By the way, never, ever eat ice cream in Turkey. It's a glutinous, possibly extraterrestrial* abomination. The Wikipedia entry for dondurma describes it as having a "resistance to melting." I mean really.

Thursday night we were invited to the home of some other Turkish friends for dinner. Before dinner my brother and I had a little bit of time to use the Internet. I used my time to send a couple of work-related emails. My brother used his few minutes to download and install Firefox on our host's laptop. My brother, ridding the world of the scourge of Internet Explorer one continent at a time (or actually, two continents at a time, though his activities in Asia were not disclosed).

On Friday, we wandered around Istiklal again, down to Pera, site of the Pera Palace (under renovation), where 20 years ago we attended the press conference for Ali Baba's baba's hunger strike.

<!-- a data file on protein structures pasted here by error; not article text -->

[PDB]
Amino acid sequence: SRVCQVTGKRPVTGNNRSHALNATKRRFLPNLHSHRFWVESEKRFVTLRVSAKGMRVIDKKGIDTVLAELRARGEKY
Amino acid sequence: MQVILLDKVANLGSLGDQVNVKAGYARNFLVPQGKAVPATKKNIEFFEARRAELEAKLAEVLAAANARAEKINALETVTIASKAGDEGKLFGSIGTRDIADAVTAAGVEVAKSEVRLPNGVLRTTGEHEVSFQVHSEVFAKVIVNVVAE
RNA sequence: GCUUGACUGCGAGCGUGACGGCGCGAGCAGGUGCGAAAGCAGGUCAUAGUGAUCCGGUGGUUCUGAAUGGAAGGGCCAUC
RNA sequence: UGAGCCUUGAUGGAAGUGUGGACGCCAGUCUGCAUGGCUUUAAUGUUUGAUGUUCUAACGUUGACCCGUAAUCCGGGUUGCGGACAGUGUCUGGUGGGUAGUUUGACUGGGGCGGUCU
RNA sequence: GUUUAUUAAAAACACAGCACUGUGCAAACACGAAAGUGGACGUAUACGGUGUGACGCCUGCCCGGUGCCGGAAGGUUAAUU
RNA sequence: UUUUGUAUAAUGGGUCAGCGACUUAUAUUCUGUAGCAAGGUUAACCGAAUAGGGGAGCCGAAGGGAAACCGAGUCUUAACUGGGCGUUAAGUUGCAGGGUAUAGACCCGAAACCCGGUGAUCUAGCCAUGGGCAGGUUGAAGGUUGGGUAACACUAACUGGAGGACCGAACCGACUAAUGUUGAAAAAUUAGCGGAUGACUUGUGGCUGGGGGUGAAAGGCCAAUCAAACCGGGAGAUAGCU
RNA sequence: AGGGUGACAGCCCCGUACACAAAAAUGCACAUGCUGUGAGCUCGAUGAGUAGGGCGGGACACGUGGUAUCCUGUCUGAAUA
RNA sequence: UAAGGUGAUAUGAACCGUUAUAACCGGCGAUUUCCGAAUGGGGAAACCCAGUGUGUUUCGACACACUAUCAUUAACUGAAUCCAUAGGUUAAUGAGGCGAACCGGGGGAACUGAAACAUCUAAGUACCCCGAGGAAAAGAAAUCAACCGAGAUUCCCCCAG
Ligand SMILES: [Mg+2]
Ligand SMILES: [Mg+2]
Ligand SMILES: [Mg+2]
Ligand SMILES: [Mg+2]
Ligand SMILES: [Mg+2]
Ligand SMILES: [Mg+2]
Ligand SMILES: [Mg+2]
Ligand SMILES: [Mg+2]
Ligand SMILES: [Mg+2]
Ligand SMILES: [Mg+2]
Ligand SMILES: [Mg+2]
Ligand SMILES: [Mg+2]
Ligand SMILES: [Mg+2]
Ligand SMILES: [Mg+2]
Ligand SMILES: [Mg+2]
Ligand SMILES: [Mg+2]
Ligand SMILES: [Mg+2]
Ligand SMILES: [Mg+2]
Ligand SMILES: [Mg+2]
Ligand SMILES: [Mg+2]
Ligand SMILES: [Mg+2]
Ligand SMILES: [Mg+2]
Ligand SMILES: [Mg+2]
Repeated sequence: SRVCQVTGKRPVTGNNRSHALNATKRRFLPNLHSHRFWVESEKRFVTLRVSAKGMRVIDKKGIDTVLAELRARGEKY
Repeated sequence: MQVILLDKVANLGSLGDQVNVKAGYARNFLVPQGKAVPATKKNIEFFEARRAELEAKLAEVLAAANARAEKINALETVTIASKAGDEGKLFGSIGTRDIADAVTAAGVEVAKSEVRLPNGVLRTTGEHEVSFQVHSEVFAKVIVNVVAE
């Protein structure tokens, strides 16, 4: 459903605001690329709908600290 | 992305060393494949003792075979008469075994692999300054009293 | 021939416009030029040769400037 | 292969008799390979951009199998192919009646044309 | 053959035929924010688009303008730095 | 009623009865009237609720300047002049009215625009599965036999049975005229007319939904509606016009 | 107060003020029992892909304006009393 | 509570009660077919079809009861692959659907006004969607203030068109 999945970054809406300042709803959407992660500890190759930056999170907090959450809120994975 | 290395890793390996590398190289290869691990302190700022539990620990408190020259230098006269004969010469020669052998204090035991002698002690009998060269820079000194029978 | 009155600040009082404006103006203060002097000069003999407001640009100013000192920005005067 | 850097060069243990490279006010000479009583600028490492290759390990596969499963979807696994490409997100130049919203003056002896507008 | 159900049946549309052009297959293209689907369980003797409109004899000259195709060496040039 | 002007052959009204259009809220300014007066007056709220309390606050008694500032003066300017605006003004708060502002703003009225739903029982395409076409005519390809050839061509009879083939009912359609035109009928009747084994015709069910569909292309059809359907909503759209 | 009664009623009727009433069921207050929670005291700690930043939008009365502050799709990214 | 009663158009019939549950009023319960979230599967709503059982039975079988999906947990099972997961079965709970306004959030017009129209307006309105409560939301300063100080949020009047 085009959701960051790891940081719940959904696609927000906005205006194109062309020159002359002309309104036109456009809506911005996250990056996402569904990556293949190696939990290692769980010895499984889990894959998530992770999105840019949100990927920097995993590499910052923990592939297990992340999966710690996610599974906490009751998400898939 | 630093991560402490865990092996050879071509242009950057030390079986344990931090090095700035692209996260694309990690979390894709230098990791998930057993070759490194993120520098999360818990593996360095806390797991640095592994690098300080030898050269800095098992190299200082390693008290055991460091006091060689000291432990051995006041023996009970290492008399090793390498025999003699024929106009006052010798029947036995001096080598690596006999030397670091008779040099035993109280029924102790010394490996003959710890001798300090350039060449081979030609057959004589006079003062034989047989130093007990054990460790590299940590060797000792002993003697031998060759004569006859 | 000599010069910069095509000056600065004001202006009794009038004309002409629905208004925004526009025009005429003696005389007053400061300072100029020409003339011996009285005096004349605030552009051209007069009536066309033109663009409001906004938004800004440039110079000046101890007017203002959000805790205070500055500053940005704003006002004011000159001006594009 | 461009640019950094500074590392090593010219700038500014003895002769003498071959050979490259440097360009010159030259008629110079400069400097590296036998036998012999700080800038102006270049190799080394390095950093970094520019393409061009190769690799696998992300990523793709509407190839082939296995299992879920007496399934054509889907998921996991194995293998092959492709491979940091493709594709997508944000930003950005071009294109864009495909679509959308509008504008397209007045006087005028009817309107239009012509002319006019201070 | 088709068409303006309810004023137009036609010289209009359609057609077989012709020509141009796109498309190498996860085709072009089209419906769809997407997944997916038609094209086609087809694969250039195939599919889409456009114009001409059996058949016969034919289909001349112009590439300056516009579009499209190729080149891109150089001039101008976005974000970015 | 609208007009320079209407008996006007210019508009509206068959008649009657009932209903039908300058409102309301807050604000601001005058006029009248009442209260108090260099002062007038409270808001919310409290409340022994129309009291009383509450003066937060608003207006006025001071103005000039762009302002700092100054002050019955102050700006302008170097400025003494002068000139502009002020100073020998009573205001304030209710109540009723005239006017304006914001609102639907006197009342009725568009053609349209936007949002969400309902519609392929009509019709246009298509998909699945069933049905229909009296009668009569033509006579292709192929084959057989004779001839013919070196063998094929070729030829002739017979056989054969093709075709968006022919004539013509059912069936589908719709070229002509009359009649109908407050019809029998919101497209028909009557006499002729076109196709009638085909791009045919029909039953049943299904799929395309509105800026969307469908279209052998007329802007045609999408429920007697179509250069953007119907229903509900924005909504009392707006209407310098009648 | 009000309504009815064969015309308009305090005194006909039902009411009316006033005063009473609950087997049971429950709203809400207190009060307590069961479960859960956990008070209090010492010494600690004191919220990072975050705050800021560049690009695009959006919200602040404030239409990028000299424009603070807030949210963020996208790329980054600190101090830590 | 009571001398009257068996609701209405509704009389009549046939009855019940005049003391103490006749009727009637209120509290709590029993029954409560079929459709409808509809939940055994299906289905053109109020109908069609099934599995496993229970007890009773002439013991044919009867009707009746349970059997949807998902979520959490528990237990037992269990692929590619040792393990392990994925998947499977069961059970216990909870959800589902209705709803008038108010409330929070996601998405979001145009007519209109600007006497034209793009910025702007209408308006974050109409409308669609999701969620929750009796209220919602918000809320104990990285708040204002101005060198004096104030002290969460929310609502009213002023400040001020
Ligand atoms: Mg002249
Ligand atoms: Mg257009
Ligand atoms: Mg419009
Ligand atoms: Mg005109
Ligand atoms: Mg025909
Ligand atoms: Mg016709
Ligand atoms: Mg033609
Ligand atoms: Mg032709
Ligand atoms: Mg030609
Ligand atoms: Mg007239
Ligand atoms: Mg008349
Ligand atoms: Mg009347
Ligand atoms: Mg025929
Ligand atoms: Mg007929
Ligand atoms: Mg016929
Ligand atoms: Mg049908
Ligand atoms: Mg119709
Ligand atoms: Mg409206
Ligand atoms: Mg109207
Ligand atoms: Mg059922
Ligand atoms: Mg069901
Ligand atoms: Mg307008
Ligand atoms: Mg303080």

Sign for the stage named after him at a theater by Taksim.

Urban sprawl

Iftah, ya Simsim!

*If goats are aliens.


baji said...

what was in the yogurt or what was the consistency of the yogurt such that it warrants praise?

$5 falafel?! sounds like something out of 'pulp fiction'.

enjoyed the topless dancing vid. must consider getting zp or ap to do same.

Blanqui said...

It was a plain yogurt that was thick and creamy. You could eat it with your meal or just as a dessert. Go to Istanbul and find out for yourself.

And that's $5 per falafel ball, by the way!

Zohra said...

This post is very entertaining. Do you happen to be Turkish?

Blanqui said...

Hi Zohra. No, I'm not Turkish, but I'm glad you enjoyed the post!